Ah! The Lunch and Learn – Is it still a valuable tool?


For many security product vendors, the lunch and learn has historically been an integral part of their sales strategy.  For a salesperson, one of the easiest ways to get overworked, billing-hours conscious architects and consultants to sit through your pitch has been to ply them with sandwiches and cookies.  Some suggest that the effectiveness of this classic sales technique is dwindling.  In this article we will explore why that might be and how you can avoid the pitfalls of a stale lunch and learn session.

Matching the message to the audience

All too often, too little thought goes into matching the message to the audience.  An eager salesperson will tout the educational benefits of their presentation in an effort to entice the practice lead or other decision maker to accept that her presentation will be interesting and time well spent.  If, in her enthusiasm, she overstates her case or assumes that the audience will be interested in such things as features and benefits or return on investment, the architect or design staff may find it difficult to stay mentally engaged in the presentation.  Not to demean professional sales people, but many sales people are trained to sell, not to educate.  Selling requires a laser focus on the the specific needs of a buyer.  In the lunch and learn environment you will rarely find a room full of buyers, rather the attendees are likely to be designers of the system or solution with an entirely different set of needs than the buyer.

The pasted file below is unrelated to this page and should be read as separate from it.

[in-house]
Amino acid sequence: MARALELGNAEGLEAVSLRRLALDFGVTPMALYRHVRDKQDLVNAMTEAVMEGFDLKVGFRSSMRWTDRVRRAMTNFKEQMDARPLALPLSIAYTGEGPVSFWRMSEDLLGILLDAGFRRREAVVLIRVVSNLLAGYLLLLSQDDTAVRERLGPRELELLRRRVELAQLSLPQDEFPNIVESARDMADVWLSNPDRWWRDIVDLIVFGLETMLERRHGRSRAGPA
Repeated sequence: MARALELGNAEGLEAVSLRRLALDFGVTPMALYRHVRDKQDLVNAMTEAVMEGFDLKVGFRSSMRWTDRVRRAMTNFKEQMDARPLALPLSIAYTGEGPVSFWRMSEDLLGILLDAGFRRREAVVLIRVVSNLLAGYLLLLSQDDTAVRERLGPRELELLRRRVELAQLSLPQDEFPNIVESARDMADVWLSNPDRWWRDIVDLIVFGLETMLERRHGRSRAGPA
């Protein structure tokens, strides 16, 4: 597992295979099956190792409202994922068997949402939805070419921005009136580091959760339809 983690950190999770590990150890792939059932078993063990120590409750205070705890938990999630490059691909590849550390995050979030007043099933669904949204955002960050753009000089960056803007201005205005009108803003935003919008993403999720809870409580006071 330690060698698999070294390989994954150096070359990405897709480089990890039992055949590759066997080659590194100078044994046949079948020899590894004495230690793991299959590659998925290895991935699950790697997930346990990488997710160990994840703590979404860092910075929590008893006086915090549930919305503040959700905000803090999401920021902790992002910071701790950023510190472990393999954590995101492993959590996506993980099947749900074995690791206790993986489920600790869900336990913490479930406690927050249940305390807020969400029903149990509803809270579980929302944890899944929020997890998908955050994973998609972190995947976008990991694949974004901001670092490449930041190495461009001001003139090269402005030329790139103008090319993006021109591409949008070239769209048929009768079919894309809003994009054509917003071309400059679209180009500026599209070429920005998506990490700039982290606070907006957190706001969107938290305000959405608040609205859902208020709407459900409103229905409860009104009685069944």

If you are the security products vendor, give some serious thought to who you will send to give a lunch and learn presentation to a group of architects or consultants.  It may very well be that your most polished salesperson is not the right person.  Think about the needs of the audience.  Think about who in your organization has the technical knowledge and industry experience to understand what is important to the designer.  Certainly they need to be able to articulate clearly in front of a crowd, but a smooth stage presence is usually not that impressive to this audience.

If you are the practice lead or someone responsible for vetting and scheduling lunch and learn presentations for your group, you need to make your desires known. Don’t hesitate to ask for a short resume or bio of the presenter to gain an idea of their expertise.  Don’t be shy about letting the vendor know what you want your group to learn.  Set the meeting’s objective for the vendor.  Most vendors will appreciate this.  They want to give you what you want in the way of an educational event, but without guidance from you they will invariably fall back to their default lunch and learn presentation which will, of course, be very generic and likely “salesy.”

Create and deliver real value